FORTUNE -- Back in the 1990s, Sega was on top of the video game world. Its Sega Genesis was giving Nintendo a run for its money thanks to a blue hedgehog that could run at supersonic speeds and a library of addictive arcade franchises like Golden Axe, Streets of Rage, and Outrun. But a series of console hardware missteps, beginning with the Sega Saturn and ending with the Dreamcast, a beloved system that was almost immediately outperformed by Sony’s (sne) PlayStation 2 and Microsoft’s Xbox (msft), resulted in Sega exiting the hardware manufacturing business for good.
Now Sega (sgamy) is undergoing another revamp. After years of developing its franchises, including the still-popular Sonic the Hedgehog, across all platforms, the company is targeting the global PC games market. Sega has been investing more heavily in the PC gaming space of late. The company recently acquired Relic Entertainment and its World War II-based real-time strategy (RTS) franchise, Company of Heroes. Sega published Company of Heroes 2 on June 25.
On September 3, Sega will publish the ninth installment in the Creative Assembly’s bestselling RTS franchise, Total War: Rome II. The series has sold over 7 million copies worldwide and has remained a critical favorite with the discriminating PC gaming press. The Total War franchise has sold over 3.4 million copies in the U.S. according to video game tracker NPD Group, and Total War: Rome has a U.S. installed base of 876,000. Sega plans on capitalizing on the global market this fall. According to Rob Bartholomew, brand director at the Creative Assembly, Total War: Rome II has the biggest marketing budget in Total War history.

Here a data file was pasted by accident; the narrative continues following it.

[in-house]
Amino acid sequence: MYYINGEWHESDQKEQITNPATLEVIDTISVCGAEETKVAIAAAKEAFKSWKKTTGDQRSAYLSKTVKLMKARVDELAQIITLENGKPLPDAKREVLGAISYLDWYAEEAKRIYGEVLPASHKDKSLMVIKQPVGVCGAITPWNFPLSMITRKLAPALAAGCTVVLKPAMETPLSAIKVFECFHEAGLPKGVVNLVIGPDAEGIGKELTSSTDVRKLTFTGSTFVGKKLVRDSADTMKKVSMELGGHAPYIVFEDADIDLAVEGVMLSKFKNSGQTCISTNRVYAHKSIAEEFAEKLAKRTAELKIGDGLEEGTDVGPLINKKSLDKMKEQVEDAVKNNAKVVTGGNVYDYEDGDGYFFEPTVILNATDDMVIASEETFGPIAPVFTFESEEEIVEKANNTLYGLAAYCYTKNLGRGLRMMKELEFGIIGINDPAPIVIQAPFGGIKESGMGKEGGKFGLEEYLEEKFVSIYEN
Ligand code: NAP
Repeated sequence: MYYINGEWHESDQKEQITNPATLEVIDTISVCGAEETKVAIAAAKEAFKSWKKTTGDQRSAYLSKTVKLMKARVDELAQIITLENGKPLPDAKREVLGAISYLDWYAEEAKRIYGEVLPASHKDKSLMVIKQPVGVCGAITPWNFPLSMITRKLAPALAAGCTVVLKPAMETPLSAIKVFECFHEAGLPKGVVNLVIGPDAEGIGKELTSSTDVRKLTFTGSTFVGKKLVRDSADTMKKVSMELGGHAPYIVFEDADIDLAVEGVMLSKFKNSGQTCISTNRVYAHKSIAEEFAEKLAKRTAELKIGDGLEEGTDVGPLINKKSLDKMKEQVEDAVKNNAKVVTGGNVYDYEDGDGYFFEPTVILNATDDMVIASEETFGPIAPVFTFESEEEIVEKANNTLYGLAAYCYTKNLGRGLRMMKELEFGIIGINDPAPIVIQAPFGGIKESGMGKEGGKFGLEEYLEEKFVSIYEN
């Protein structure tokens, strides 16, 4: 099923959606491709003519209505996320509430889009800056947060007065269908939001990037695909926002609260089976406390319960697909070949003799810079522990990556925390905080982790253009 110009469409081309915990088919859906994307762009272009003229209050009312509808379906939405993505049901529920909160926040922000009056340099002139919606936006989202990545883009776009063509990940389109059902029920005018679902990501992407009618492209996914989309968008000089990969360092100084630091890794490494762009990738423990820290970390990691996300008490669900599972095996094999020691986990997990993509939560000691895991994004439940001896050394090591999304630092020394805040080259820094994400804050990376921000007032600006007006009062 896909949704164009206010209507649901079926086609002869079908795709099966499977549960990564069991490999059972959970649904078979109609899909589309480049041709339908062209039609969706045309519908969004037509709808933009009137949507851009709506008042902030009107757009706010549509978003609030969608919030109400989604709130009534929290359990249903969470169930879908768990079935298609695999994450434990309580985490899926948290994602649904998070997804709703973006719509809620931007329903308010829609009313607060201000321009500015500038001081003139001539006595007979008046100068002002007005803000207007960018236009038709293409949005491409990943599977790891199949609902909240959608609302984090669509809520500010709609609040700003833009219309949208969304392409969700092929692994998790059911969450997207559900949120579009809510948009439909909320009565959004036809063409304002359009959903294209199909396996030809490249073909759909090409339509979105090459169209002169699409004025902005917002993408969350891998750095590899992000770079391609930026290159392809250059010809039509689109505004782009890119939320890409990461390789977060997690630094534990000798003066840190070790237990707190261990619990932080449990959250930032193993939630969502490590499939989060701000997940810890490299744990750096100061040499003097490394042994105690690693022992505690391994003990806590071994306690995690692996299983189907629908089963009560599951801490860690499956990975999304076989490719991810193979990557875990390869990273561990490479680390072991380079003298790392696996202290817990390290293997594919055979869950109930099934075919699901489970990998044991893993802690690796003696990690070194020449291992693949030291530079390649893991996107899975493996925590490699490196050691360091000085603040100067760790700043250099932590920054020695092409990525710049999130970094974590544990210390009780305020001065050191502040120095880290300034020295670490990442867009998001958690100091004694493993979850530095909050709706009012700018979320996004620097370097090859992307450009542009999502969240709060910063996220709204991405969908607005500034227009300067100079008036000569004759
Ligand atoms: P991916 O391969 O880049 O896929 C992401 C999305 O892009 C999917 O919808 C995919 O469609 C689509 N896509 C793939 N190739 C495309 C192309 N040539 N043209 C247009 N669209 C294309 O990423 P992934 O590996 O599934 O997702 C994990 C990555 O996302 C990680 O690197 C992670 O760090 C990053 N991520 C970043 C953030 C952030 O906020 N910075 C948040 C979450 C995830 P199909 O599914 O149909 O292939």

“Total War: Rome II outscales any previous war game we’ve ever made before,” said Mike Simpson, studio director at the Creative Assembly. “Our budget for this game was 40% larger than we had for Shogun 2. The gameplay campaign, itself, is around four times the size of Shogun 2’s campaign. The game has 700 battlefield units for players to use and nine playable factions to command with different cultures, weapons, and tactics. It’s an undertaking of a completely different step.”
Three of Sega’s core game pillars (Company of Heroes, Total War, and Football Manager) are PC-based, and Sega owns the developers (Relic, Creative Assembly, and Sports Interactive) behind these franchises. “PC is a very important part of our business,” said John Cheng, President of Sega of America. “Total War sold 2 million units last year without a tent pole release and the upcoming Rome II had over six times the number of pre-orders in its first official week compared to Shogun 2, making it the fastest selling pre-ordered title in the series." He added that Football Manager 2013 became the fastest-selling game in the history of the bestselling annual franchise, passing one million Steam activations in May of 2013 (reaching that milestone almost five months earlier than its predecessor).